Look carefully at the agency's owner, coordinator and case manager (in most cases one person has all three roles). They should have an attention to detail and have a good understanding of how Family Law and the Courts operate. There should be at least one senior staff member with experience working with children on a professional level; raising your own children is an asset but won't necessarily give you the knowledge and experience when dealing with complex trauma or family conflict. Children are often caught in the middle and need guidance and reassurance that they aren't the reason their parents are battling.
If you don't have experience working with children and families in the areas of custody and divorce, you want to find an agency with either a coordinator or case manager that does. They will provide you with the necessary ongoing training and guidance you need to be successful in this field.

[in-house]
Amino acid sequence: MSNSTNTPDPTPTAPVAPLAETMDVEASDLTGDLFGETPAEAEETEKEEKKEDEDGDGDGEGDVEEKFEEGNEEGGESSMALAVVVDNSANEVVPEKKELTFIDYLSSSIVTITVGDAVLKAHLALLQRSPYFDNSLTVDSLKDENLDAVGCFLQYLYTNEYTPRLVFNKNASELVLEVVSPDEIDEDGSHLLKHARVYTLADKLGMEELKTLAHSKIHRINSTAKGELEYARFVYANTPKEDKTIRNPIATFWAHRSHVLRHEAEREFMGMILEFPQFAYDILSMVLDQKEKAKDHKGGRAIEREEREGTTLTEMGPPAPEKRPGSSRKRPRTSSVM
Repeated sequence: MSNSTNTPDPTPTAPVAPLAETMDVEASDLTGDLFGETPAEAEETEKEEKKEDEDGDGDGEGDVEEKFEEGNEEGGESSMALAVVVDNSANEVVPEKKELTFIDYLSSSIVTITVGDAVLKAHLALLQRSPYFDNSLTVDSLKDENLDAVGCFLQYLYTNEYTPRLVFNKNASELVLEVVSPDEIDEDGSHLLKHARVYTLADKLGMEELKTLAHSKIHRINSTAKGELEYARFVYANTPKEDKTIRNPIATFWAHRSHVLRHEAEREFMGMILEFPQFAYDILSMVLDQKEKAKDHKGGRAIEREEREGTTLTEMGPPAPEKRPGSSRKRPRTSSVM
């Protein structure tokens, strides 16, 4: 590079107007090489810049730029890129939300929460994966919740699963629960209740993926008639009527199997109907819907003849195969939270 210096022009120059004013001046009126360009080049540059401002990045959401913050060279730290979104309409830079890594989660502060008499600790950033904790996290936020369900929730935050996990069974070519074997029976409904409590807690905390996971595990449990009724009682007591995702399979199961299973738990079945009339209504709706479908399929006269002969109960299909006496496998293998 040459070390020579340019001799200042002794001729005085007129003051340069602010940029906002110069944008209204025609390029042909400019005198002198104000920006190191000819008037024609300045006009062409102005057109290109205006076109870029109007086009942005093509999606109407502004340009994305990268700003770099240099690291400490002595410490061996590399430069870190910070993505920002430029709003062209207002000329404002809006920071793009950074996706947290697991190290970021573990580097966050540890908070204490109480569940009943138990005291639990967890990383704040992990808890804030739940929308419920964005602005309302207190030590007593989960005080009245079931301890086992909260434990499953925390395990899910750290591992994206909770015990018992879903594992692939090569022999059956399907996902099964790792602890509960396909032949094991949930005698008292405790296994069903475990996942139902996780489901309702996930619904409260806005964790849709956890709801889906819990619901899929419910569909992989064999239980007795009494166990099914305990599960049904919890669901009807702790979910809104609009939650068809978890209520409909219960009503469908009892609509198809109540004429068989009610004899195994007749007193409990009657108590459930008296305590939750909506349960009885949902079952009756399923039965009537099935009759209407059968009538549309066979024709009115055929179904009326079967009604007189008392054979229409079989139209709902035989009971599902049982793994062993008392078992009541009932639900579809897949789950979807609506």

Your reports carry great responsibility and can have a lifetime effect on the children and their relationships with both parents. You want to be well trained, make good judgments and be factual with your reports. Despite any personal opinions, you must always remain unbiased; not doing so may mistakenly limit or sever a parent's access to their children.
How would you feel if access to your children had been revoked resulting from a mistake made by a supervisor? In many cases, the damage may be irreparable.
Make sure the agency's owner, case managers and coordinators match your values and ethics, they need to support your judgement calls and not "throw you under the bus" when a parent takes issue with the accuracy or content within your reports. Supervision is very sensitive work, reports can become evidence in court, and you may be called as a witness to testify in court. Knowing that you have the support of your case manager, coordinator and the owner can minimize your anxiety and stress.